Can a 544-year-old painting of mythic gods and goddesses matter today in any internal way? Can it, say, lighten hearts, even those hardened by a government shutdown? Academic opinion on Sandro Botticelli's Primavera suggests that it's possible. The artist is in the news for a show of his work at the Isabella Stewart Gardner Museum in Boston starting Feb. 14, and ArtDaily, reporting on the show, classes Primavera as the “cornerstone of his fame.”

Shall we dance?

Primavera, originally titled Venus, was renamed by the 16th-century Art historian Giorgio Vasari, who saw it as the preeminent symbol of the miracle of spring.

What you see is Venus, goddess of love and her court dancing in a flower-filled garden amid floating veils light as mist. Art critic Charlotte Willard included the painting in her 1961 book “What Makes A Masterpiece?” contending that “no one in the history of art has ever been able to feel springtime as he has.” She cited the tender beauty that Botticelli graced Venus and her followers with. And the sight of those figures weaving in and out of the colorful tapestry of awakens the senses like notes of music, she said.

The vision so enchants that she gives credence to the idea that viewers can catch whiffs of the floral fragrance from the garden, imagine feeling the soft breeze rustling the garden trees, and even sense the faint rhythm of the dancers' bare feet on the earth.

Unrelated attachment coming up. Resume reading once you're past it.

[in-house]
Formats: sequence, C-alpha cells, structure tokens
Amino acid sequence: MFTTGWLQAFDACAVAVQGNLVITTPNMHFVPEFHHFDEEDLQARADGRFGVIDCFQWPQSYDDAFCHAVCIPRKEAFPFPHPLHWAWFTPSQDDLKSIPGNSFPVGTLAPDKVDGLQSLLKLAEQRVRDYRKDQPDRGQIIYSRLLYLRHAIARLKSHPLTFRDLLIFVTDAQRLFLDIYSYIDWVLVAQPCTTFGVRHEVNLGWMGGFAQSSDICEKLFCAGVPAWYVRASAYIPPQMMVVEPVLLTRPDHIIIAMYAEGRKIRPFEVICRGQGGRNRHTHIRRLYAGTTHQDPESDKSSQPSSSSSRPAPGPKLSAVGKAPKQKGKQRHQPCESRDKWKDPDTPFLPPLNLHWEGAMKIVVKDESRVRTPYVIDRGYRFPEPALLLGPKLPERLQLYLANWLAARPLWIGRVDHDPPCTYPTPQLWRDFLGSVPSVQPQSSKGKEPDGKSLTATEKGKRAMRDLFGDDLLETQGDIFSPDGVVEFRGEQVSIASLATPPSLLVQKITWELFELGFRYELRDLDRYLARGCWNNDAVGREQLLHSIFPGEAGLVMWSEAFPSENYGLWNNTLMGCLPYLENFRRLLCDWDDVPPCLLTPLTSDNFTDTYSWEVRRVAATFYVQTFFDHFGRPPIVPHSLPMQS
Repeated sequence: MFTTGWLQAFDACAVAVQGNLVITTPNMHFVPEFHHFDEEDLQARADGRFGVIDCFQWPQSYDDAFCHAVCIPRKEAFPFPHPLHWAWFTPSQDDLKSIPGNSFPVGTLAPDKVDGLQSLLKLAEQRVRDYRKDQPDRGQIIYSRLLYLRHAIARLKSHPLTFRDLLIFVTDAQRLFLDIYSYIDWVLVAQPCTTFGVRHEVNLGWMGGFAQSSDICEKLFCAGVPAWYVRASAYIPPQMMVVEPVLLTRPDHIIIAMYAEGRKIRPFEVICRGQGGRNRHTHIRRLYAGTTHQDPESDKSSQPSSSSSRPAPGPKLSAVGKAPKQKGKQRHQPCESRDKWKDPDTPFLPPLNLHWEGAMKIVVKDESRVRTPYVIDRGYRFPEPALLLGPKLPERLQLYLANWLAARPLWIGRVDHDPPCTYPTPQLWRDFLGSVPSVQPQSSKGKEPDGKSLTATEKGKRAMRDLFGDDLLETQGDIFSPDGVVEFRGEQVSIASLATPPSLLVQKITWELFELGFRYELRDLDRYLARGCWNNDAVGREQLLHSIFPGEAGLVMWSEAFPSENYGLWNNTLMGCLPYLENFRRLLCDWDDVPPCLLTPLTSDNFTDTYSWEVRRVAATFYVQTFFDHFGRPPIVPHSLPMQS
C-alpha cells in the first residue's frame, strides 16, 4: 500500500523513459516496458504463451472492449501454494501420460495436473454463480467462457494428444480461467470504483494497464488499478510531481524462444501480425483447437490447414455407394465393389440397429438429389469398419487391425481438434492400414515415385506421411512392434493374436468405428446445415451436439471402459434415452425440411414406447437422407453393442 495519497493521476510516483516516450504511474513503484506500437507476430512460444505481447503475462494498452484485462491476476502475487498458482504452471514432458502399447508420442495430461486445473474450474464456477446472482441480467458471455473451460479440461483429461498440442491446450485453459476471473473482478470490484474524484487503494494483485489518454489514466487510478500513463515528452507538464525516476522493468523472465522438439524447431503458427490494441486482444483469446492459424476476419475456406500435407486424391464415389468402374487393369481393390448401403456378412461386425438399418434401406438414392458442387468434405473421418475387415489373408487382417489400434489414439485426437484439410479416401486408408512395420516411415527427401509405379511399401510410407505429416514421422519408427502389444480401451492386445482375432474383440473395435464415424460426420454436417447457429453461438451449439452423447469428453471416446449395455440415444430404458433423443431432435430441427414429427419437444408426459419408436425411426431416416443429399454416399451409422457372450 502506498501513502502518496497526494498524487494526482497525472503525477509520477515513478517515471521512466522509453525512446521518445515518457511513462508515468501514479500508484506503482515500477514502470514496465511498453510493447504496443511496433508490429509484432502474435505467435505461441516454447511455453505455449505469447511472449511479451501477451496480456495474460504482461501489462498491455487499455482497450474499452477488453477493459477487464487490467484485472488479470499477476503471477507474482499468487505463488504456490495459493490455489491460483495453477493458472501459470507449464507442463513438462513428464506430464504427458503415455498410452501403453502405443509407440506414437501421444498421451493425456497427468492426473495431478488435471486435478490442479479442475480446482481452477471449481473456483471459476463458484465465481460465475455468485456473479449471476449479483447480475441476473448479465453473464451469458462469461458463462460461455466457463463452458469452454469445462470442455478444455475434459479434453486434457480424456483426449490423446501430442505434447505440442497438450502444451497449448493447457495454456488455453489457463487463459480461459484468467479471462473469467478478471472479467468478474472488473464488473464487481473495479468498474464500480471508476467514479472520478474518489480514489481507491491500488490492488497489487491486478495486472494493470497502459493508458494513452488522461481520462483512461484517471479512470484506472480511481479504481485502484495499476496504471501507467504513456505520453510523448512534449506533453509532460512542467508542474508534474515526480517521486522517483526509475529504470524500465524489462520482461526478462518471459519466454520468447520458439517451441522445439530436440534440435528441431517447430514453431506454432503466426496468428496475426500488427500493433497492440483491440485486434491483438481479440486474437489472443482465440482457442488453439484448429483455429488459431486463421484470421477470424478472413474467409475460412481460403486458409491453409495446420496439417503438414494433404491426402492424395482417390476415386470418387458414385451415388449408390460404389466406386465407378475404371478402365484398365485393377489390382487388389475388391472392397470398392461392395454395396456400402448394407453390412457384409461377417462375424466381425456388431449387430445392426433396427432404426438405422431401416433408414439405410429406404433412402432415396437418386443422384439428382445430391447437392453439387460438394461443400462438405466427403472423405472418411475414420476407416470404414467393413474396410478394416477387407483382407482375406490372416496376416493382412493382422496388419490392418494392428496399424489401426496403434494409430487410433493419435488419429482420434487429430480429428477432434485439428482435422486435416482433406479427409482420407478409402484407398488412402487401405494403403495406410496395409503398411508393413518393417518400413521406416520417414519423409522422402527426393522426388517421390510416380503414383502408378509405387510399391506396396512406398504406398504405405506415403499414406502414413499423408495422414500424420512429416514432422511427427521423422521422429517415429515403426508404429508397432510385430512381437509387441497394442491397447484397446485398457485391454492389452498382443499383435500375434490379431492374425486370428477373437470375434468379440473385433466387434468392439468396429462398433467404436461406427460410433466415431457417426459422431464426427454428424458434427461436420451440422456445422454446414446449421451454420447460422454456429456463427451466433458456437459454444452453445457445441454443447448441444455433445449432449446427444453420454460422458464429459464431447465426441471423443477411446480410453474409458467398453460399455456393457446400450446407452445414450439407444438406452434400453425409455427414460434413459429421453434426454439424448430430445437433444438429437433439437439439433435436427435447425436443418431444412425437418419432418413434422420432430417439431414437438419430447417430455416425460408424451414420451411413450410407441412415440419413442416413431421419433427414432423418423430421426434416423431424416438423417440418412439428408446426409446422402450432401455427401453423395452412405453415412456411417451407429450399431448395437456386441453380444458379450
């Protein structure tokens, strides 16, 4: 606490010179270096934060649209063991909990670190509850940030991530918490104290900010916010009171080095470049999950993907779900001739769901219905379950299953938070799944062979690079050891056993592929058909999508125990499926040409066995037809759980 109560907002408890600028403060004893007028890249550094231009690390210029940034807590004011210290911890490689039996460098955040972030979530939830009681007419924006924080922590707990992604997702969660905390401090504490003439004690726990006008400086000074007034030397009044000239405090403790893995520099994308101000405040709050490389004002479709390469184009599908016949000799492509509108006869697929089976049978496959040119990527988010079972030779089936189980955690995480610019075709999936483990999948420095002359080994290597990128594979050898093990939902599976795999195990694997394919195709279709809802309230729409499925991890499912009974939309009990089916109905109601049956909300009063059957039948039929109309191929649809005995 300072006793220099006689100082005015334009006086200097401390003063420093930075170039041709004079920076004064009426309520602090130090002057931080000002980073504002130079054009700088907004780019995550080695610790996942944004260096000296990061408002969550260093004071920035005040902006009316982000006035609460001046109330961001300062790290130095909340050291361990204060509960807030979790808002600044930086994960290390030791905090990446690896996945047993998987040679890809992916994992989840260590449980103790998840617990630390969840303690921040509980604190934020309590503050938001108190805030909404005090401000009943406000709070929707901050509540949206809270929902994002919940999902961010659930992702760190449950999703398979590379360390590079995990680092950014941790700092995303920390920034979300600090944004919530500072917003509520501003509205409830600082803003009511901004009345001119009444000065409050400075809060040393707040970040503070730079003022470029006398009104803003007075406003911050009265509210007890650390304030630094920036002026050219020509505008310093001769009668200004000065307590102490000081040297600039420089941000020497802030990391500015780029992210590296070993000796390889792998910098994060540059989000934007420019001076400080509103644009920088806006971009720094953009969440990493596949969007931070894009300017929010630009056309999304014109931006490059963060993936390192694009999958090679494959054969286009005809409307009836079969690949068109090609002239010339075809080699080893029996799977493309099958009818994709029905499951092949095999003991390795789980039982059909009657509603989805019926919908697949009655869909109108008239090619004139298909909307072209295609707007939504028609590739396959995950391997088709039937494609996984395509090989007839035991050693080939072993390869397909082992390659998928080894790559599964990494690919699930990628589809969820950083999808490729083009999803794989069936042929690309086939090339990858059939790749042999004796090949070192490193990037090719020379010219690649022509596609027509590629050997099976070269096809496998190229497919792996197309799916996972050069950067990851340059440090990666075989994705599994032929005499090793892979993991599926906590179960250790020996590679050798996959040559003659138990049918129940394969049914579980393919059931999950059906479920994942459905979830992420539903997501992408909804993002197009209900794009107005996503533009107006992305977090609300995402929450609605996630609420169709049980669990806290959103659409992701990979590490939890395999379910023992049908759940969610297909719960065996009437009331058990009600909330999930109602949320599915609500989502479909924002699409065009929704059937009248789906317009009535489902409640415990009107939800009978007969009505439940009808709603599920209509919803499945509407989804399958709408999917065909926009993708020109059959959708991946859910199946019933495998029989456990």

New beginnings

As for why Willard considers Primavera a masterpiece, she explains that one of the things a masterpiece does is make viewers feel what they see and know. Accordingly, by looking at Botticelli's painting, she says you can actually experience the cool, spring sun. I'm with her on that. Seeing Primavera is a little like looking through rose-colored glasses, something unimagined now in a world that has lost its innocence.

At the very least, the painting can be viewed as a dream of hope that comes with the end of winter and the start of spring, a picture of renewal.

Of course, another possible reason the painting can be such a visceral event is its mammoth size - over 10 feet long and nearly seven feet high. But that can't be the reason. Even the grand scale wouldn't explain why the picture has made Botticelli famous to this day.

After all, Mona Lisa's near-miniature dimensions (30 by 21 inches) hasn't diminished its popularity.

The sound of music

One more thing. While Primavera is Botticelli's interior vision of spring, it's also one of love. You may recognize his Venus in this painting from his other poetic dream, Birth of Venus, which shows the pagan goddess being born from the sea and transported to shore on a seashell. Botticelli's message isn't all that different from the one that Dionne Warwick intended in her song lyrics, “What the world needs now is love, sweet love.”